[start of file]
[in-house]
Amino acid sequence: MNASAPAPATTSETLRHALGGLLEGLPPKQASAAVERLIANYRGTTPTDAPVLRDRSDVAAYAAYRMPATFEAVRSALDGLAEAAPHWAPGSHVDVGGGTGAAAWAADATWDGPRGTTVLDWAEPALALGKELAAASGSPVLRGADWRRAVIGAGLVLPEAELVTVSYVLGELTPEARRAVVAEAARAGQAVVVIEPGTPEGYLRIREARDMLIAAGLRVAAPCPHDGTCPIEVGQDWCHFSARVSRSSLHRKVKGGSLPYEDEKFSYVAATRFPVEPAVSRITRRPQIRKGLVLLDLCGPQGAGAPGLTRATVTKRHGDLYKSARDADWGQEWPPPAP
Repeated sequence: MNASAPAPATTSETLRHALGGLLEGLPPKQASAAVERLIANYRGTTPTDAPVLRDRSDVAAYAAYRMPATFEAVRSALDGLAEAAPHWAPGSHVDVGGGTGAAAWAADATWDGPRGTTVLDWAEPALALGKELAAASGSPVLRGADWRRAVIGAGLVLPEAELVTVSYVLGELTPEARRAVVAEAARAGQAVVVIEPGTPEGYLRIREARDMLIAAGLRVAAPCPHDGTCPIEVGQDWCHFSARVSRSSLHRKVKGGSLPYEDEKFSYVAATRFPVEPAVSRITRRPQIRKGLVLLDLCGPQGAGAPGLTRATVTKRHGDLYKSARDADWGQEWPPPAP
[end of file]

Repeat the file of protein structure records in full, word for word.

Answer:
[in-house]
Amino acid sequence: MNASAPAPATTSETLRHALGGLLEGLPPKQASAAVERLIANYRGTTPTDAPVLRDRSDVAAYAAYRMPATFEAVRSALDGLAEAAPHWAPGSHVDVGGGTGAAAWAADATWDGPRGTTVLDWAEPALALGKELAAASGSPVLRGADWRRAVIGAGLVLPEAELVTVSYVLGELTPEARRAVVAEAARAGQAVVVIEPGTPEGYLRIREARDMLIAAGLRVAAPCPHDGTCPIEVGQDWCHFSARVSRSSLHRKVKGGSLPYEDEKFSYVAATRFPVEPAVSRITRRPQIRKGLVLLDLCGPQGAGAPGLTRATVTKRHGDLYKSARDADWGQEWPPPAP
Repeated sequence: MNASAPAPATTSETLRHALGGLLEGLPPKQASAAVERLIANYRGTTPTDAPVLRDRSDVAAYAAYRMPATFEAVRSALDGLAEAAPHWAPGSHVDVGGGTGAAAWAADATWDGPRGTTVLDWAEPALALGKELAAASGSPVLRGADWRRAVIGAGLVLPEAELVTVSYVLGELTPEARRAVVAEAARAGQAVVVIEPGTPEGYLRIREARDMLIAAGLRVAAPCPHDGTCPIEVGQDWCHFSARVSRSSLHRKVKGGSLPYEDEKFSYVAATRFPVEPAVSRITRRPQIRKGLVLLDLCGPQGAGAPGLTRATVTKRHGDLYKSARDADWGQEWPPPAP